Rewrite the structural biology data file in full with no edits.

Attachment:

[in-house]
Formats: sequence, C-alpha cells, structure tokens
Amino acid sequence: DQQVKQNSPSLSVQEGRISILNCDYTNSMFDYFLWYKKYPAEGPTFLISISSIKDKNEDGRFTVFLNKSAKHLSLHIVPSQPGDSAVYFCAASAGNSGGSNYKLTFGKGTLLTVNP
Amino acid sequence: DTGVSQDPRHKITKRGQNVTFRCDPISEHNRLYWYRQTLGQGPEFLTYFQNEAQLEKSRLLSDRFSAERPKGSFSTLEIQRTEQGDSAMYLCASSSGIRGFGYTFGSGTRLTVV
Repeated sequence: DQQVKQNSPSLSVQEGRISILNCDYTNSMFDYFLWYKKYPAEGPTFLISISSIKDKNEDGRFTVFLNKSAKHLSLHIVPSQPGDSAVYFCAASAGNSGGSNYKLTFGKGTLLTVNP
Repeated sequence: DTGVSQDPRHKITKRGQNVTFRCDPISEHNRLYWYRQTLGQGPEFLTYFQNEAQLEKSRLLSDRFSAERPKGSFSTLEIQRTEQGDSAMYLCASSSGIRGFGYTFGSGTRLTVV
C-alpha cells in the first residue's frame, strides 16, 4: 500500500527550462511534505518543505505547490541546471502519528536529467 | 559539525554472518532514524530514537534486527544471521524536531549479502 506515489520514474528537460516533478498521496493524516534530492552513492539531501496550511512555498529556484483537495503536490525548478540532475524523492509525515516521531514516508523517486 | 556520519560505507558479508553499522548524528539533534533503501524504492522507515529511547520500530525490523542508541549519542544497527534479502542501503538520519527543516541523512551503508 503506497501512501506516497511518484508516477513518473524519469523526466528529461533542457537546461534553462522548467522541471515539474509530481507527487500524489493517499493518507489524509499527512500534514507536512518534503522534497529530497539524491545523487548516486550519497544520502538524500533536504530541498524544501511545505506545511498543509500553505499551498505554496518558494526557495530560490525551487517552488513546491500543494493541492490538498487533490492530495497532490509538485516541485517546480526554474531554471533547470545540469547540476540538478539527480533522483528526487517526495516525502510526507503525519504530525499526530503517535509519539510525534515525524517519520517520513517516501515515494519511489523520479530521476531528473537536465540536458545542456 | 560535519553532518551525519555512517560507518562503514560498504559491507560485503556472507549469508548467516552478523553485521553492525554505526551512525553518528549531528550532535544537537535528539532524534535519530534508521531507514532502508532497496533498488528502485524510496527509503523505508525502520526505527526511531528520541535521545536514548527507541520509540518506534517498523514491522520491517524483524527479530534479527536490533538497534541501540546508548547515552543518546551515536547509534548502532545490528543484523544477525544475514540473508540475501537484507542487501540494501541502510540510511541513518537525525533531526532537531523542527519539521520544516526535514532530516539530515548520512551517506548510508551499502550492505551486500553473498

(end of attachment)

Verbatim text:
[in-house]
Formats: sequence, C-alpha cells, structure tokens
Amino acid sequence: DQQVKQNSPSLSVQEGRISILNCDYTNSMFDYFLWYKKYPAEGPTFLISISSIKDKNEDGRFTVFLNKSAKHLSLHIVPSQPGDSAVYFCAASAGNSGGSNYKLTFGKGTLLTVNP
Amino acid sequence: DTGVSQDPRHKITKRGQNVTFRCDPISEHNRLYWYRQTLGQGPEFLTYFQNEAQLEKSRLLSDRFSAERPKGSFSTLEIQRTEQGDSAMYLCASSSGIRGFGYTFGSGTRLTVV
Repeated sequence: DQQVKQNSPSLSVQEGRISILNCDYTNSMFDYFLWYKKYPAEGPTFLISISSIKDKNEDGRFTVFLNKSAKHLSLHIVPSQPGDSAVYFCAASAGNSGGSNYKLTFGKGTLLTVNP
Repeated sequence: DTGVSQDPRHKITKRGQNVTFRCDPISEHNRLYWYRQTLGQGPEFLTYFQNEAQLEKSRLLSDRFSAERPKGSFSTLEIQRTEQGDSAMYLCASSSGIRGFGYTFGSGTRLTVV
C-alpha cells in the first residue's frame, strides 16, 4: 500500500527550462511534505518543505505547490541546471502519528536529467 | 559539525554472518532514524530514537534486527544471521524536531549479502 506515489520514474528537460516533478498521496493524516534530492552513492539531501496550511512555498529556484483537495503536490525548478540532475524523492509525515516521531514516508523517486 | 556520519560505507558479508553499522548524528539533534533503501524504492522507515529511547520500530525490523542508541549519542544497527534479502542501503538520519527543516541523512551503508 503506497501512501506516497511518484508516477513518473524519469523526466528529461533542457537546461534553462522548467522541471515539474509530481507527487500524489493517499493518507489524509499527512500534514507536512518534503522534497529530497539524491545523487548516486550519497544520502538524500533536504530541498524544501511545505506545511498543509500553505499551498505554496518558494526557495530560490525551487517552488513546491500543494493541492490538498487533490492530495497532490509538485516541485517546480526554474531554471533547470545540469547540476540538478539527480533522483528526487517526495516525502510526507503525519504530525499526530503517535509519539510525534515525524517519520517520513517516501515515494519511489523520479530521476531528473537536465540536458545542456 | 560535519553532518551525519555512517560507518562503514560498504559491507560485503556472507549469508548467516552478523553485521553492525554505526551512525553518528549531528550532535544537537535528539532524534535519530534508521531507514532502508532497496533498488528502485524510496527509503523505508525502520526505527526511531528520541535521545536514548527507541520509540518506534517498523514491522520491517524483524527479530534479527536490533538497534541501540546508548547515552543518546551515536547509534548502532545490528543484523544477525544475514540473508540475501537484507542487501540494501541502510540510511541513518537525525533531526532537531523542527519539521520544516526535514532530516539530515548520512551517506548510508551499502550492505551486500553473498